ATLANTA - The dream of many of those who live in Bowen Homes is someday to get out of the notorious housing project. Jamal Lewis, on the other hand, never seemed able to stay away.
Although Lewis grew up in a stable middle-class neighborhood about five miles from Bowen Homes, a series of squat, two-story, yellow structures built in 1961, his father, John, said yesterday that as a teen-ager, his son beat a constant path to the project. And there, his father said, Jamal formed relationships that might threaten the football superstar just when possibilities for him seemed limitless.
It was a years-long federal investigation into flagrant drug trafficking at Bowen Homes, in Northwest Atlanta, that led to Lewis' indictment on drug charges.
Baltimore fans might be mystified that their star running back with the subdued manner would be ensnared in such brazen lawlessness; yet his father says his son had long been infatuated with the people at the heart of Bowen's drug trade.
"He went there with friends of his from high school, kids who lived there," said John Lewis, 58, a retired railroad conductor who still lives in the leafy Adamsville neighborhood where he raised his family. "He started hanging out with them. ... They seemed like nice enough kids, but you don't know what kids do when you are not around."
The father said that he didn't know that the young men his son hung around with were also using and dealing marijuana. "They were potheads," said John Lewis, adding, "When I found out about the reefer, I was disappointed."
Jamal Lewis, 24, was a stand-out running back and linebacker at Frederick Douglass High School. It was there, John Lewis said, that Jamal forged friendships with teen-agers his father didn't approve of.
The elder Lewis says the head coach, Mike Sims, was so impressed with Jamal's character that he believed he would have a positive influence on kids who seemed to be veering toward trouble.
"It backfired," said John Lewis, who last saw his son about 10 days ago.
`Part of growing up'
Lewis said the boys, many of whom lived in the Bowen Homes, introduced his son to late-night revelry, including smoking marijuana and staying out past midnight on school nights.
A childhood friend of Jamal's, Corey Laster, who described himself as a rap musician, confirmed that Jamal started hanging around at the Bowen Homes toward the end of high school.
"We don't judge people," Laster added. "We all have associated ourselves with some bad people because that is part of growing up."
John Lewis said another factor in his son's delinquency was the souring of the marriage between John and his wife, Mary.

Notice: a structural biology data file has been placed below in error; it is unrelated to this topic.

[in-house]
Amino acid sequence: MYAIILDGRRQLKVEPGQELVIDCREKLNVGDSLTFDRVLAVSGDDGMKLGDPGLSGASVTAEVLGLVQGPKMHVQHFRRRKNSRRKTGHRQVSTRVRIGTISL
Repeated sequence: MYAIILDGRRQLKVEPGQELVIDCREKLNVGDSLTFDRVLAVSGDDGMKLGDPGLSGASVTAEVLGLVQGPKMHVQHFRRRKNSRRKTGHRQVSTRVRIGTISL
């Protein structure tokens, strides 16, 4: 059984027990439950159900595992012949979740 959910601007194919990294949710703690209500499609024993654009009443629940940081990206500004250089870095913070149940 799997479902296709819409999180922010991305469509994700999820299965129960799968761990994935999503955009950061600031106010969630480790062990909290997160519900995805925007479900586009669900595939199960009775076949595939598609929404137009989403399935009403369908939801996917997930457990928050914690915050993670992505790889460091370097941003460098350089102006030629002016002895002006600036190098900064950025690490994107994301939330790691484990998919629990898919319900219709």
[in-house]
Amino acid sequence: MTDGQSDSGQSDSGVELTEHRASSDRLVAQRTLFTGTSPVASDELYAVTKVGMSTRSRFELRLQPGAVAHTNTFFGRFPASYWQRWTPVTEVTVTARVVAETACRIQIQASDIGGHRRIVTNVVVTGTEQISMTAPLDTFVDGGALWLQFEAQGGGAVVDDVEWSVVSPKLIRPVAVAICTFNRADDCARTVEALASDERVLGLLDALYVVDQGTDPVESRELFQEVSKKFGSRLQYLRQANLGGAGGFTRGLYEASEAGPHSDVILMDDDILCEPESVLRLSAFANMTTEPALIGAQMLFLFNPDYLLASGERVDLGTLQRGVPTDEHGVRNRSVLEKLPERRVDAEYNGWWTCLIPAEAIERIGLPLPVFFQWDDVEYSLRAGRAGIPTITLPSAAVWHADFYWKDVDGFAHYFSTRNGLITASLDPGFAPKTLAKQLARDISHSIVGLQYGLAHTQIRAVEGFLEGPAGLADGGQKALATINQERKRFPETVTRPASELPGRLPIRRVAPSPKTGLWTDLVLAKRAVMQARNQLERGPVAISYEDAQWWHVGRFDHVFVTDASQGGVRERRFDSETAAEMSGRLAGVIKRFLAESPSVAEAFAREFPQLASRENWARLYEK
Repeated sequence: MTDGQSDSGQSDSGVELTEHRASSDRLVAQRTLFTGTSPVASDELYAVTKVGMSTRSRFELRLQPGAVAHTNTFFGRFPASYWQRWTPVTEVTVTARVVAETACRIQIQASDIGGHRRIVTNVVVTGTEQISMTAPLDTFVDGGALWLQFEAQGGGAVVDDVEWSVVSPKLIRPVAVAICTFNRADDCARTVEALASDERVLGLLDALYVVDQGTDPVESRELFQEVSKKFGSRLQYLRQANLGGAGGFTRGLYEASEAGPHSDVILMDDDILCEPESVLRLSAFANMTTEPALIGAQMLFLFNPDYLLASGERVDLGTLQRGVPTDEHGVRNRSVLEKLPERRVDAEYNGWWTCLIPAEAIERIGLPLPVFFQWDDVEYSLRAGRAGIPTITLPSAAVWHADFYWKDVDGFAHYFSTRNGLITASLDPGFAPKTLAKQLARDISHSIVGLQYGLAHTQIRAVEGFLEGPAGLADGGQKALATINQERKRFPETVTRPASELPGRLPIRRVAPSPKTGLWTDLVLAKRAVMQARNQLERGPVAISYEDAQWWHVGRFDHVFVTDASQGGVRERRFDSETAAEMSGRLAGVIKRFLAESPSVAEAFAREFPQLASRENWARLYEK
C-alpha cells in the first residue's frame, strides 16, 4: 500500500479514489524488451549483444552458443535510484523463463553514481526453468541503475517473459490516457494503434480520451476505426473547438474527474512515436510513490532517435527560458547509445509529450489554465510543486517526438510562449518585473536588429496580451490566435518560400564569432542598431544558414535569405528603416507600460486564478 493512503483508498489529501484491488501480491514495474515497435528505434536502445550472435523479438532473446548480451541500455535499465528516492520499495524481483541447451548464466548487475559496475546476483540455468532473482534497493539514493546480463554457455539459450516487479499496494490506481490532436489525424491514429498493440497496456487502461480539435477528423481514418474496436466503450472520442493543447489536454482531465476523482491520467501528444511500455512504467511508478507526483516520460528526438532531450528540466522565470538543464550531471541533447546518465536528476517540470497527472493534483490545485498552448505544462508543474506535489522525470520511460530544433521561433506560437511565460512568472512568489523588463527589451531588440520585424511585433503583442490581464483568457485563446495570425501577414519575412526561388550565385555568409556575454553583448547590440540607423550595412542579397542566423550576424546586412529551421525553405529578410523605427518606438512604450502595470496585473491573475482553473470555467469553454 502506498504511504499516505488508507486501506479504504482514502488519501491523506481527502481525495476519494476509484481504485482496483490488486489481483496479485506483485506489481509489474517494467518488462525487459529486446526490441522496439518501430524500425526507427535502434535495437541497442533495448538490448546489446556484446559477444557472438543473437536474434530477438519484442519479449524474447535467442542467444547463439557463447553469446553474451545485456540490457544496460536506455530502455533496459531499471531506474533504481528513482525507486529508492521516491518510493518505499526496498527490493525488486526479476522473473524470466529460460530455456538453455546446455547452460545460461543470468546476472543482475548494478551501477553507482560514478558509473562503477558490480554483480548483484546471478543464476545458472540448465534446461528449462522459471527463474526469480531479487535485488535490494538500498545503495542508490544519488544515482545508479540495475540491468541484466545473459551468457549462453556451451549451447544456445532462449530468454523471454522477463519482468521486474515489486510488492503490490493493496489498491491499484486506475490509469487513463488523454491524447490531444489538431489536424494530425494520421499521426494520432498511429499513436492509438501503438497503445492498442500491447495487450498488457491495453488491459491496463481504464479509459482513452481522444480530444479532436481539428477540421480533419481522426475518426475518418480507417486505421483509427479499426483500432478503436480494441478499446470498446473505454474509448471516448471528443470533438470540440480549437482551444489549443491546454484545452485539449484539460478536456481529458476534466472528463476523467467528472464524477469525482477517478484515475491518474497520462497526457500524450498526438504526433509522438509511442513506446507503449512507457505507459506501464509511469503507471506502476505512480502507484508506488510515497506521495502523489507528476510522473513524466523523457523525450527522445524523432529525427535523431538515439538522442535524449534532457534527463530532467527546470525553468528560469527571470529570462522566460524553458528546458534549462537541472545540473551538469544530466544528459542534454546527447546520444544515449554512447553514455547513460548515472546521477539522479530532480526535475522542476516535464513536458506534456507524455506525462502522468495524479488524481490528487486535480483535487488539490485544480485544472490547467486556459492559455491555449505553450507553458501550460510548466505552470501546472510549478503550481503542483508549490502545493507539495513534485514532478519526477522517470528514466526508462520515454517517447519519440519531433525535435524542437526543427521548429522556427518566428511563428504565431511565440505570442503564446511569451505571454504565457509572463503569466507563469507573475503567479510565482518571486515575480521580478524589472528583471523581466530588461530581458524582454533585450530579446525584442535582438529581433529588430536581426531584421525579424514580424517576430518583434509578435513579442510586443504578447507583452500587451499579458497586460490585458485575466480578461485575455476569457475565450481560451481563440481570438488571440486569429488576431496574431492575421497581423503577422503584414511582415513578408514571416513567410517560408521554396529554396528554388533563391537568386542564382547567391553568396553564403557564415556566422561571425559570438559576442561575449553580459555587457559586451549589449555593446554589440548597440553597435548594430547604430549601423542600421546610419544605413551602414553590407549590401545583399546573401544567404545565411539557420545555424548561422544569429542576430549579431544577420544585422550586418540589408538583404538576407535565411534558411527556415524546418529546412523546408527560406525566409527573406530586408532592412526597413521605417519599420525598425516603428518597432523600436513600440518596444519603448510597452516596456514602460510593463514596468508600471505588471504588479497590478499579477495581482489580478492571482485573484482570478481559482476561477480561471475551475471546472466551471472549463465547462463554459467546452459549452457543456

They separated during Jamal's senior year in high school and eventually divorced; that separation, John Lewis said, has created tension between him and his son.
"He might have been rebelling," the elder Lewis said of his son's teen-age years.
John Lewis said he was disturbed by Bowen's attraction for his son.
Apparently he spent so much time at Bowen that residents of the housing project are under the impression that Jamal once lived there with his mother.
On the streets of Bowen yesterday, several residents made exactly that claim.
Lisa Smith, who lives in Bowen with her two sons, recalls often seeing Jamal Lewis with friends at a barber shop called "Boys in the Hood."
Smith, a 39-year-old chef, said that the future NFL star would spend hours playing video games at the shop, which has since burned down.
"They were all guys he went to school with," she said of the boys Jamal hung out with. "They would sit up there and watch cable TV."
For residents of Bowen, crime and violence abound on the streets of the project, including carjackings, drug dealing, shootings and murders.
Smith's 19-year-old son, Paul Johnson, told of an occasion when a youngster taunted a police officer into leaving his car, and then an accomplice jumped in and rode off.
"Oh, I'd love to move," said Kathy Miller, 40, who was walking to Bowen's mailboxes near the entrance to the project.
Aside from the constant crime, she complained of "lots of rats, big rats. They're as big as cats, some of them."
Like others with children, Miller said she doesn't like for her 16-year-old daughter, Renita, to walk outside their apartment.
"She barely goes out; once it gets dark, then I prefer her to be at home," Miller said.
Despite the overall harsh assessment of residents, many agree that the situation improved after a police crackdown and numerous arrests in August 2003.
As Jamal was growing up, though, the dangers of Bowen were at a far remove, according to his father.
Jamal enjoyed sports and riding go-carts in their hilly neighborhood.
John said that he and his wife, a warden at the Georgia Department of Corrections, earned incomes that brought comfort - and even some luxury - to their family, which also included Jamal's older brother, John Jr.
Together, the father said, the Lewises' income was roughly $150,000.